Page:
At BuzzFeed, McKay Coppins reports that Mitt Romney is finally ready to drop the “nice guy” claimer about Obama, and punch back hard against recent attacks:
“[Romney] has said Obama’s a nice fellow, he’s just in over his head,” the adviser said. “But I think the governor himself believes this latest round of attacks that have impugned his integrity and accused him of being a felon go so far beyond that pale that he’s really disappointed. He believes it’s time to vet the president. He really hasn’t been vetted; McCain didn’t do it.”
Indeed, facing what the candidate and his aides believe to be a series of surprisingly ruthless, unfounded, and unfair attacks from the Obama campaign on Romney’s finances and business record, the Republican’s campaign is now prepared to go eye for an eye in an intense, no-holds-barred act of political reprisal, said two Romney advisers who spoke on condition of anonymity. In the next chapter of Boston’s pushback — which began last week when they began labeling Obama a “liar” — very little will be off-limits, from the president’s youthful drug habit, to his ties to disgraced Chicago politicians.
Conservatives are anxious to see more fight from Romney, but will digging up Obama’s past be effective after he’s already served almost a full term in office? At New York magazine, Jonathan Chait writes:
The apparent plan is to mutter darkly about Chicago and drug use and sundry other biographical details that conservatives believe they wrongly shied away from four years ago.
As Coppins notes, this would amount to a full reversal of the old Romney strategy. The old plan, you may recall, was premised on targeting the sliver of swing voters in the middle who like Obama, want him to succeed, but believe he has failed to turn the economy around. Thus Romney devised a message targeted right at the gap between Obama’s good favorable ratings and less impressive job approval ratings. It was a good plan.
Does it make sense to abandon that plan to circulate dark mutterings about Obama’s past?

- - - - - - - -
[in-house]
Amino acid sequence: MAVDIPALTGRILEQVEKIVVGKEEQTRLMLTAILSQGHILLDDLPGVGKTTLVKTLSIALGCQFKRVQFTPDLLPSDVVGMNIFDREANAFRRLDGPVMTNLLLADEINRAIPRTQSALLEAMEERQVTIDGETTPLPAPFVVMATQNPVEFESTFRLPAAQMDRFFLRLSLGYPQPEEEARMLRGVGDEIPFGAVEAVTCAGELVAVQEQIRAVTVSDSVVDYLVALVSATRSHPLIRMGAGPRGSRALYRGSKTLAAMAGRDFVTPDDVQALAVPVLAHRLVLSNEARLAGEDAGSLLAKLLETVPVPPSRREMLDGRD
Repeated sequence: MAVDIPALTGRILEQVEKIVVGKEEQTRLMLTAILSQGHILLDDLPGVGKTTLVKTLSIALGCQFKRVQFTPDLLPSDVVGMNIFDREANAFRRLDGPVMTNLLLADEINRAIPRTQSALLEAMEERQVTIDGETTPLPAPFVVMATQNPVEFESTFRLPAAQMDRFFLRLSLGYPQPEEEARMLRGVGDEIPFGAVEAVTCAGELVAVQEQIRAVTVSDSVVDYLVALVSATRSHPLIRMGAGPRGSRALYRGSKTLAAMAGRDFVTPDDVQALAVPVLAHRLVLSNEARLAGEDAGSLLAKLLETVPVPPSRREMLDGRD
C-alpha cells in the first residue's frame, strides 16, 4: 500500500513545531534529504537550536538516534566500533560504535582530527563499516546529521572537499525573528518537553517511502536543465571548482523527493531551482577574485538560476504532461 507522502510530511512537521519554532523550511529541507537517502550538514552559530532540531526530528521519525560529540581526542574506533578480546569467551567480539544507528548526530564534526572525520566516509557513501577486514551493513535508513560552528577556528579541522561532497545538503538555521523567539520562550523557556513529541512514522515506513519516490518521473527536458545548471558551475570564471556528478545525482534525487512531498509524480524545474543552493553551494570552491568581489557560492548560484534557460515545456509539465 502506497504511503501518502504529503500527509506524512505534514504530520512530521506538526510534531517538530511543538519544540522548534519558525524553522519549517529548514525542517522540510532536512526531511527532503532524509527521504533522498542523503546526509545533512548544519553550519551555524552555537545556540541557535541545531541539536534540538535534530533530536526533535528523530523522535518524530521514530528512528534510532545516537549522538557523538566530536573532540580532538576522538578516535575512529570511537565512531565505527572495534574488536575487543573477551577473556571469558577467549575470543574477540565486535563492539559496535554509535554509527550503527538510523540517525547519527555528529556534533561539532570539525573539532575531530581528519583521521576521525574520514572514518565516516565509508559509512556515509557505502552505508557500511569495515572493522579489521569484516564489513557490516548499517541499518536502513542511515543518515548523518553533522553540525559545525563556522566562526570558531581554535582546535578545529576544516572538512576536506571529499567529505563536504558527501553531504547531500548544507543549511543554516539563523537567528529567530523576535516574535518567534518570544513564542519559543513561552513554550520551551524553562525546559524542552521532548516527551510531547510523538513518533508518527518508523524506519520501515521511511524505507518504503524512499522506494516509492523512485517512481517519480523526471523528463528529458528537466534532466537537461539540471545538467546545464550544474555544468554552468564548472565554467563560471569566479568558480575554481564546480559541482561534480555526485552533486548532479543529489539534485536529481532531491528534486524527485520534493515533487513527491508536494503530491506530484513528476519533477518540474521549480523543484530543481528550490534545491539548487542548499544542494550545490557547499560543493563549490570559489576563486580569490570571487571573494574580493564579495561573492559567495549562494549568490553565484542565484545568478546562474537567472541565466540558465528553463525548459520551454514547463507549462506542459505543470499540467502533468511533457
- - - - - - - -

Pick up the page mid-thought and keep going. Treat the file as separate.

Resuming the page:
No, it does not. The point of disparaging Obama’s character is to paint him as a cultural alien unfit for the presidency. More of this theme may or may not have helped in 2008. But you can’t do that effectively against somebody who is already president of the United States.
But the point here wouldn’t be to paint Obama as “alien,” unless political cronyism and college drug use are suddenly considered foreign to American culture. It sounds like Romney’s plan is to portray Obama as a typical unseemly politician, which the president has been pretty successful at doing on his own by running a cynical, ultra-negative campaign.
This doesn’t mean the Romney campaign should exclusively dig up old Obama stories. But what’s wrong with finding the best and most effective angles to exploit, even if they’re from before he entered the White House? As BuzzFeed notes, Romney is also planning to hit Obama on Fast and Furious and more recent controversies.
Obama’s biography may not be as effective as an attack strategy at this stage in the game, but it shouldn’t be off-limits simply because he’s served almost a full term. Of course, some angles are more viable than others. Mention “unrepentant domestic terrorist William Ayers” or “Saul Alinsky tactics” and independent voters’ eyes will glaze over. But the Blagojevich scandal and the college drug use have gotten far less wear-and-tear from the paranoid fringe, and are probably less likely to backfire on the Romney campaign, assuming they’re used sparingly.